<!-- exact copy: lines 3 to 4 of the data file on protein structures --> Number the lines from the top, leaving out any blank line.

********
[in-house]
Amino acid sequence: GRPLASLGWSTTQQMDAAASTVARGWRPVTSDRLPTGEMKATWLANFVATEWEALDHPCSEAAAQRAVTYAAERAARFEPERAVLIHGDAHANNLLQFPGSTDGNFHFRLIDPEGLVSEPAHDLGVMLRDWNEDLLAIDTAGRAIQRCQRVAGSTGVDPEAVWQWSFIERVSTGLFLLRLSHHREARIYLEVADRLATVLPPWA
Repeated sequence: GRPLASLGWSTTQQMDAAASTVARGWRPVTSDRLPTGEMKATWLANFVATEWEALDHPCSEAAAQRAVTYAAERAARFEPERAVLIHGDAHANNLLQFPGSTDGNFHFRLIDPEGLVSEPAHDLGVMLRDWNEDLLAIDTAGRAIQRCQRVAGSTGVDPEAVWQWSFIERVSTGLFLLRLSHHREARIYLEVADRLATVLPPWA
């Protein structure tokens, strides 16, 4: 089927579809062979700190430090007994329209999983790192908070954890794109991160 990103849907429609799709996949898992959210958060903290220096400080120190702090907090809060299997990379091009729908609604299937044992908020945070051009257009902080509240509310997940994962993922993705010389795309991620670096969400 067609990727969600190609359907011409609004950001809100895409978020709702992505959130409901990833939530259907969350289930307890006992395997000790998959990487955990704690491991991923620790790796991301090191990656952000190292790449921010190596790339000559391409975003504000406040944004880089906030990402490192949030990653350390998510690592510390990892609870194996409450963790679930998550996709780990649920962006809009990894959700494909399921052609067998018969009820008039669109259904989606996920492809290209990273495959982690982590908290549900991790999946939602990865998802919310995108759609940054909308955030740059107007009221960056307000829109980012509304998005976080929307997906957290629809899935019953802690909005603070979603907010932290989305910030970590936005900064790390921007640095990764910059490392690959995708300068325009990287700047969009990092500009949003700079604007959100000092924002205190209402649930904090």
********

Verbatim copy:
Repeated sequence: GRPLASLGWSTTQQMDAAASTVARGWRPVTSDRLPTGEMKATWLANFVATEWEALDHPCSEAAAQRAVTYAAERAARFEPERAVLIHGDAHANNLLQFPGSTDGNFHFRLIDPEGLVSEPAHDLGVMLRDWNEDLLAIDTAGRAIQRCQRVAGSTGVDPEAVWQWSFIERVSTGLFLLRLSHHREARIYLEVADRLATVLPPWA
């Protein structure tokens, strides 16, 4: 089927579809062979700190430090007994329209999983790192908070954890794109991160 990103849907429609799709996949898992959210958060903290220096400080120190702090907090809060299997990379091009729908609604299937044992908020945070051009257009902080509240509310997940994962993922993705010389795309991620670096969400 067609990727969600190609359907011409609004950001809100895409978020709702992505959130409901990833939530259907969350289930307890006992395997000790998959990487955990704690491991991923620790790796991301090191990656952000190292790449921010190596790339000559391409975003504000406040944004880089906030990402490192949030990653350390998510690592510390990892609870194996409450963790679930998550996709780990649920962006809009990894959700494909399921052609067998018969009820008039669109259904989606996920492809290209990273495959982690982590908290549900991790999946939602990865998802919310995108759609940054909308955030740059107007009221960056307000829109980012509304998005976080929307997906957290629809899935019953802690909005603070979603907010932290989305910030970590936005900064790390921007640095990764910059490392690959995708300068325009990287700047969009990092500009949003700079604007959100000092924002205190209402649930904090």